The wrong approach is to simply apply a Band-Aid and create a myriad of aid for borrowers and lenders. It’s simply a drop in the bucket. For those who defrauded the borrowers, there should be relief at the expense of those who perpetrated the fraud. As I understand it, under current regulations a borrower has little or no recourse when their application was fraudulently modified without their knowledge — from the mortgage broker, to the bank, to the investor. That does little to restore faith in the system.
Benson Sotheby’s International Realty
Crested Butte, Colo.
Require mortgage brokers to be licensed, educated and monitored. Teach them ethics and economics. As a real estate broker, I am required to keep up on continuing education every year. I am watched like a hawk by our multiple listing service board and association of Realtors.
At this point, after experiencing the difficulties with both short sales and foreclosures, I would say that the same stupidity that got us into this mess with lax lending requirements is continuing with idiotic and counterproductive methods of handling short sales and foreclosures. It is very difficult for a regular buyer to navigate the minefield that is the short sale or foreclosure process. These properties are being handled as bundled assets without regard to the areas, neighborhoods, real estate procedures and local standards. Until the banks smarten up their systems and stop flooding the market willy-nilly with their bad business decisions, nothing will get better. (Example: a short sale has six offers on it all over the list price. The lender does not respond, and the offers finally go away after a month or six weeks or two months of waiting for a response. The lender then forecloses and puts the house on the market with a list price of half what it had in offers before. How is this an intelligent business practice?)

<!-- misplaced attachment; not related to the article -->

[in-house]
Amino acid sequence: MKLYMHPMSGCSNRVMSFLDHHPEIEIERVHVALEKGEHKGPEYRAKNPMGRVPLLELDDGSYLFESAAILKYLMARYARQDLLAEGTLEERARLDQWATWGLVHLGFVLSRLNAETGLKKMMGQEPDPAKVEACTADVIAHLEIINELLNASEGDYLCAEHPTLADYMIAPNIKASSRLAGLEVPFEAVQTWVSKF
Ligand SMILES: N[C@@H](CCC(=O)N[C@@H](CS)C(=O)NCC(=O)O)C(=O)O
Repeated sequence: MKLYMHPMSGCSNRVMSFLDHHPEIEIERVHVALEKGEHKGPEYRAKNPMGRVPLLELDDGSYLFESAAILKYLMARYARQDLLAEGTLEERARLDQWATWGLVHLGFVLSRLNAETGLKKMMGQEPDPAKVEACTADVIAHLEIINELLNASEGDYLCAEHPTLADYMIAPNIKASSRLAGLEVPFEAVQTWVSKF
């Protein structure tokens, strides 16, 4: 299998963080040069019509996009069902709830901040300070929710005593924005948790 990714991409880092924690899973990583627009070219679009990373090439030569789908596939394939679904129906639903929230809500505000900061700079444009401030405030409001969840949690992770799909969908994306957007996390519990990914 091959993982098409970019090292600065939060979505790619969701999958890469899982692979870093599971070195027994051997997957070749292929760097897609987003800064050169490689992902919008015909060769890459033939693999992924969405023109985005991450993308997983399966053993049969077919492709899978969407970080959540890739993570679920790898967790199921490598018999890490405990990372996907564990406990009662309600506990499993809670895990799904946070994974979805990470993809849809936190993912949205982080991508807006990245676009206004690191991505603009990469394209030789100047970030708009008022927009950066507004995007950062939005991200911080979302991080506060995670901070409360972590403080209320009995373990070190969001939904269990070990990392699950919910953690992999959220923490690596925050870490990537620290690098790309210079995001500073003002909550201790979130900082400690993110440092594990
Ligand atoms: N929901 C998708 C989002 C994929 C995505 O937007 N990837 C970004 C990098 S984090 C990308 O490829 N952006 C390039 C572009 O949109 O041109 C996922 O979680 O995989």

Woolley Robertson Group
Boca Raton, Fla.
I think that in order for the housing market to be fixed the credit markets/banks must come first. I see this as more of a "credit crisis" than a "housing crisis." I’m afraid that the problem is so big that we have run out of any new approaches and are left with the current situation. The government should move in fast and then move out as fast as it can.
Stanberry & Assoc. Inc.
I think the housing market has been fixed already by the lending industry starting to make sound loans. It’s just going to take a while for the fix to take effect. And what is the wrong approach? The lending pendulum has swung too far the other way. Now that quality properties can be bought for 25-50 percent (less), why make it hard for investors to buy them by limiting them to only three investment loans, for example?
Realtor, mortgage broker, owner
Show and Sell Realty, SMA Financial
We need a catharsis. Some heads need to roll … to let people know the riff-raff has been ousted and it’s safe to come back in the water. Simply bailing out the banks isn’t enough. All taxpayers want is for those who created this mess (not) to make money doing it again. This would include senior management of banks, Wall Street, and corrupt mortgage lenders. (We must eliminate) liar loans — think how much cash will be realized because now, in order for these wealthy self-employed owners to qualify to buy that mansion, they have to document their income.
Toni Everett Co.
I believe the best approach is allowing the theory of supply and demand to work itself out. I expect investors will swoop in and buy up as much as possible when they feel we have reached the bottom.
Information compiled by Lai Saetern and Glenn Roberts Jr., Inman News.